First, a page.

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Specimen of the Week: Week 140

By Mark Carnall, on 16 June 2014

Specimen of the Week: Week ThreeIt’s the 140th specimen of the week! That’s nearly three years of weekly Grant Museum specimen goodness! In order to celebrate this sort of milestone, and following on from Stacy’s worm theme, this week’s specimen is (probably) the oldest specimen in the Grant Museum. With a little further ado, representing deep time and a group of animals that despite their name aren’t particularly sexy, bordering on underwhelming (that’s the other blog series- Ed.). This week’s specimen of the week is…

*Ottoia prolifica, the ancient penis worm*

LDUCZ-M9 Ottoia prolifica fossil from the Grant Museum of Zoology

LDUCZ-M9 Ottoia prolifica fossil from the Grant Museum of Zoology

1) This specimen is a fossil of Ottoia prolifica, a species of priapulid worms. Priapulid worms, commonly referred to as penis worms are a seperate phylum of creatures. We are in the phylum Chordata with all other animals with a backbone including fish, birds, amphibians, reptiles and other mammals so despite this wormy creature resembling other wormy creatures it is in fact a whole different kind of worm. Priapulida take their name from the Greek god of fertility for no particularly sophisticated reason beyond they sort of superficially resemble a penis if you squint a bit.

2) I hope that you’ve clocked that this specimen is a fossil. Priapulid worms are still alive today living in muddy shallow water environments. I mentioned above that this specimen is one of the oldest, if not the oldest, in the Grant Museum. It is a specimen collected from the Burgess Shale a fossil locality designated a UNESCO World Heritage Site part of the The Canadian Rocky Mountain Parks UNESCO World Heritage Site for the importance of the fossils in terms of their amazing preservation, their age and how important they are in understanding how animal life evolved. This specimen is over 500 million years old making it the oldest in the Grant Museum. Sadly geological and extra terrestrial specimens from the geology collections and the regional planetary image facility take the title of oldest specimens at UCL.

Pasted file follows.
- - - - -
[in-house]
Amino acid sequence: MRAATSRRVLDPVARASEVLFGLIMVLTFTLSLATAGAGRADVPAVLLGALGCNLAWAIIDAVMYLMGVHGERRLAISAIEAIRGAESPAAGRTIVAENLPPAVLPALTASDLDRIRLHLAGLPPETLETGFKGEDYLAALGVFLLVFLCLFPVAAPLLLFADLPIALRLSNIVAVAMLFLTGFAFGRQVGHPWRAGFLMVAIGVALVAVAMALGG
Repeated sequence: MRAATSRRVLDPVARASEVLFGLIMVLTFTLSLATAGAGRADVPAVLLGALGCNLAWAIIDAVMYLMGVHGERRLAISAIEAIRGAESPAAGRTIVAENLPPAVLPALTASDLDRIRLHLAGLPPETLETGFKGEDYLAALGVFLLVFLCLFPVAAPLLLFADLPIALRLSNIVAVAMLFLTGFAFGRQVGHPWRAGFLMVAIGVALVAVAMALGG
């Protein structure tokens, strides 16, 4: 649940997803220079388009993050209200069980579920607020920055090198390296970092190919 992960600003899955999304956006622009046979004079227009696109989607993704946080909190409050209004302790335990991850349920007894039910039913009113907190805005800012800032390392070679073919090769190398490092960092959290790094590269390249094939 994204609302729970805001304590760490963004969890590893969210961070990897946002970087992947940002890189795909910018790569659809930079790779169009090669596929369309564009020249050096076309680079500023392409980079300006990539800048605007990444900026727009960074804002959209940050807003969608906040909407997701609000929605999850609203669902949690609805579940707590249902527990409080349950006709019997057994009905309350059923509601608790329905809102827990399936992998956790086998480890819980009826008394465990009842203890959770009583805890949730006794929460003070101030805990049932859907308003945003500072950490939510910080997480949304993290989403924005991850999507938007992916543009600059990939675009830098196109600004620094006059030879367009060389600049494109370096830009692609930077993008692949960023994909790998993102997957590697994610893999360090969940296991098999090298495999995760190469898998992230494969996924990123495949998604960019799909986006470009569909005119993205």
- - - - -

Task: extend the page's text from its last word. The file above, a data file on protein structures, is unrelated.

3) There are only 16 living species of priapulids today and almost as many extinct fossil species. Some priapulid worms are, perhaps surprisingly, active predators feeding on other invertebrates. Other species appear to feed exclusively on detritus. Ottoia prolifica fossils are often found preserved in a U-shape leading to the hypothesis that these animals burrowed into the mud and they are found preserved in their burrowed position. From fossil species like Ottoia prolifica, the priapulid way of life seems to be a very successful one, priapulid worms remaining generally unchanged from their first appearance through to today. A humbling thought given how much of a meal our subspecies has made of things in the last 200,000 years alone.

Life restoration of Ottoia in natural environment with nearby Haplophrentis. Image Smokeybjb / CC-BY-SA-3.0 via Wikimedia Commons

Life restoration of Ottoia in natural environment with nearby Haplophrentis. Image Smokeybjb / CC-BY-SA-3.0 via Wikimedia Commons

4) This specimen is preserved as a black carbon film on a dark shale (and is subsequently hard to photograph particularly well) however the annulations (the series of lines) of the body can be seen as well as what could be the gut, the dark line running down the midline, and what looks like stomach contents have been preserved here. Our specimen is missing the head section so we can’t see the spikes and hooks that they use to grasp prey.

5) Never heard of Ottoia before today? Well you may have sort of inadvertently seen one. In the excellent animal horror film Deep Rising, a film with a memorably disturbing toilet cubicle scene, the large tentacled creature is speculated by one of the main characters to be an Ottoia-like creature. Of course, the creature in the film is of gigantic size with many tentacles and also appears to have eyes and a beak but 500 million years of evolution may account for these.

Mark Carnall is the Curator of the Grant Museum of Zoology

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